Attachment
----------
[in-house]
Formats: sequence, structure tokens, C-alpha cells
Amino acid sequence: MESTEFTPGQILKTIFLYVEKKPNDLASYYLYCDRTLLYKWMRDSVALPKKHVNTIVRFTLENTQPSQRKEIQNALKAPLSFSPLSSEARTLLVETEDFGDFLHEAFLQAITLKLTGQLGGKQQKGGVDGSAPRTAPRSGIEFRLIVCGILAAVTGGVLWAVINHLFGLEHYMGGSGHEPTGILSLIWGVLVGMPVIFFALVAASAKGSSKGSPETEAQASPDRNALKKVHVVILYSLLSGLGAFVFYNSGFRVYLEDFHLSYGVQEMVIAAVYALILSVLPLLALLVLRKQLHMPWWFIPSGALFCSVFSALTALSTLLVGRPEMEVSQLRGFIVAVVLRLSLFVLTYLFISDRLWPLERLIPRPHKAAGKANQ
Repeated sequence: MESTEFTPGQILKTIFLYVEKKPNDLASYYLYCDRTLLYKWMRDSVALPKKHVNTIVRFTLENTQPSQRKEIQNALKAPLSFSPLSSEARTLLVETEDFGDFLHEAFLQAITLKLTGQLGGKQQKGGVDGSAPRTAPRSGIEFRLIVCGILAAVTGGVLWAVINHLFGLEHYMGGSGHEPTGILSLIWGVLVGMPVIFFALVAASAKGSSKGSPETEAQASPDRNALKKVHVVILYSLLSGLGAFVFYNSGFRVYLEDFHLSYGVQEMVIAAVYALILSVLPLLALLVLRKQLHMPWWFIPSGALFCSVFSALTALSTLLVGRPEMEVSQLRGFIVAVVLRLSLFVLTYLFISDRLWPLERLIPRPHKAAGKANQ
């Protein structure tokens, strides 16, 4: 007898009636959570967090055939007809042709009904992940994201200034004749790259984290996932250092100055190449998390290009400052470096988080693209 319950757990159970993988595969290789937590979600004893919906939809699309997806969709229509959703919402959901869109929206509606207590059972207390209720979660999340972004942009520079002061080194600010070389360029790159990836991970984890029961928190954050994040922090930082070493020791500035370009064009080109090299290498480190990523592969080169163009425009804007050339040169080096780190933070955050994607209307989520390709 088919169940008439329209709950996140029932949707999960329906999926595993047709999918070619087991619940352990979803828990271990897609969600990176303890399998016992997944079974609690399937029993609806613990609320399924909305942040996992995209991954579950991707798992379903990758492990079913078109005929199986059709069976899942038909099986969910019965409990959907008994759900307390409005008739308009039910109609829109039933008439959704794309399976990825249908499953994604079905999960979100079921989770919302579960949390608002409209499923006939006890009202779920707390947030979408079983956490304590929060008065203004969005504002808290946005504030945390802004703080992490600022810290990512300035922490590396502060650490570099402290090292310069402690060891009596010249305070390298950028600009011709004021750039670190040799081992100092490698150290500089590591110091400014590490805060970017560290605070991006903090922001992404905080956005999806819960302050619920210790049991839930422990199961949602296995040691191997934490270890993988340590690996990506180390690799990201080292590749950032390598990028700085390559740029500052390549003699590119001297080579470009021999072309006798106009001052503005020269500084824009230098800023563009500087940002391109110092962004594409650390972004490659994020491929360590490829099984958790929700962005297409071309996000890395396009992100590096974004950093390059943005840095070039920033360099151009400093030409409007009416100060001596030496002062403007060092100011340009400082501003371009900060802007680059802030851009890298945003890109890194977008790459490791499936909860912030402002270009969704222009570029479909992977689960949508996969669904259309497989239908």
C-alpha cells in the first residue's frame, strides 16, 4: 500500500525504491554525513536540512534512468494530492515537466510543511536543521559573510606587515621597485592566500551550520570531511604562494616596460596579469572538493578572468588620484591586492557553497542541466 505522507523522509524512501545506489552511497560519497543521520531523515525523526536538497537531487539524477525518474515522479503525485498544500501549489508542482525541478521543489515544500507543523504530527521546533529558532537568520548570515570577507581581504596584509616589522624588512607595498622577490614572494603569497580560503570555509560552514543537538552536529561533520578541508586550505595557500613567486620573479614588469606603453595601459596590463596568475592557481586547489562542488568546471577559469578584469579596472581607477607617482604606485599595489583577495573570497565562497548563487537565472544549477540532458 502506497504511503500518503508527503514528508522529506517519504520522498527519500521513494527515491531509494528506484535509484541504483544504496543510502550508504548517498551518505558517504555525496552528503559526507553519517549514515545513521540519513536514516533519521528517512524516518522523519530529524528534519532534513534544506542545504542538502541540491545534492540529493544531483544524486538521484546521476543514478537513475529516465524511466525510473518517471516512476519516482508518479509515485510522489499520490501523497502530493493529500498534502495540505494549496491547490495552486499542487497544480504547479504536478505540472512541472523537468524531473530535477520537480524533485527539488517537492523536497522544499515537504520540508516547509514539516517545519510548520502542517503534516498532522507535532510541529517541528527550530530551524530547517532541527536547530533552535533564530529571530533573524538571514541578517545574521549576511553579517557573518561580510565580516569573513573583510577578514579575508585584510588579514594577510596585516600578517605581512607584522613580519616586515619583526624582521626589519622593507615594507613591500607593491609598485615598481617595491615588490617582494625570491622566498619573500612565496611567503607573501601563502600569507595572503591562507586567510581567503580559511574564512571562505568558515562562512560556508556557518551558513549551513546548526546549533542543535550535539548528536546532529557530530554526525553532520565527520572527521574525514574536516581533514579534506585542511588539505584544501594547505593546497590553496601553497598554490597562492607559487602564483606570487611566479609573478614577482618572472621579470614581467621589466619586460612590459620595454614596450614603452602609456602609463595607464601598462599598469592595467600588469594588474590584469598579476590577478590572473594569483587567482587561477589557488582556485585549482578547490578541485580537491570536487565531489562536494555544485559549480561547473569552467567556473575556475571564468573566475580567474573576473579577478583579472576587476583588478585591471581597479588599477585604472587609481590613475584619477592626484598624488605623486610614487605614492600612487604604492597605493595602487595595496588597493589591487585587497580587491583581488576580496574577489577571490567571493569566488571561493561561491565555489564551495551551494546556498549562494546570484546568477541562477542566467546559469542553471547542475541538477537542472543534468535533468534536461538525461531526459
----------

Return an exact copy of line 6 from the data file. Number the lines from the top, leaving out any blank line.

C-alpha cells in the first residue's frame, strides 16, 4: 500500500525504491554525513536540512534512468494530492515537466510543511536543521559573510606587515621597485592566500551550520570531511604562494616596460596579469572538493578572468588620484591586492557553497542541466 505522507523522509524512501545506489552511497560519497543521520531523515525523526536538497537531487539524477525518474515522479503525485498544500501549489508542482525541478521543489515544500507543523504530527521546533529558532537568520548570515570577507581581504596584509616589522624588512607595498622577490614572494603569497580560503570555509560552514543537538552536529561533520578541508586550505595557500613567486620573479614588469606603453595601459596590463596568475592557481586547489562542488568546471577559469578584469579596472581607477607617482604606485599595489583577495573570497565562497548563487537565472544549477540532458 502506497504511503500518503508527503514528508522529506517519504520522498527519500521513494527515491531509494528506484535509484541504483544504496543510502550508504548517498551518505558517504555525496552528503559526507553519517549514515545513521540519513536514516533519521528517512524516518522523519530529524528534519532534513534544506542545504542538502541540491545534492540529493544531483544524486538521484546521476543514478537513475529516465524511466525510473518517471516512476519516482508518479509515485510522489499520490501523497502530493493529500498534502495540505494549496491547490495552486499542487497544480504547479504536478505540472512541472523537468524531473530535477520537480524533485527539488517537492523536497522544499515537504520540508516547509514539516517545519510548520502542517503534516498532522507535532510541529517541528527550530530551524530547517532541527536547530533552535533564530529571530533573524538571514541578517545574521549576511553579517557573518561580510565580516569573513573583510577578514579575508585584510588579514594577510596585516600578517605581512607584522613580519616586515619583526624582521626589519622593507615594507613591500607593491609598485615598481617595491615588490617582494625570491622566498619573500612565496611567503607573501601563502600569507595572503591562507586567510581567503580559511574564512571562505568558515562562512560556508556557518551558513549551513546548526546549533542543535550535539548528536546532529557530530554526525553532520565527520572527521574525514574536516581533514579534506585542511588539505584544501594547505593546497590553496601553497598554490597562492607559487602564483606570487611566479609573478614577482618572472621579470614581467621589466619586460612590459620595454614596450614603452602609456602609463595607464601598462599598469592595467600588469594588474590584469598579476590577478590572473594569483587567482587561477589557488582556485585549482578547490578541485580537491570536487565531489562536494555544485559549480561547473569552467567556473575556475571564468573566475580567474573576473579577478583579472576587476583588478585591471581597479588599477585604472587609481590613475584619477592626484598624488605623486610614487605614492600612487604604492597605493595602487595595496588597493589591487585587497580587491583581488576580496574577489577571490567571493569566488571561493561561491565555489564551495551551494546556498549562494546570484546568477541562477542566467546559469542553471547542475541538477537542472543534468535533468534536461538525461531526459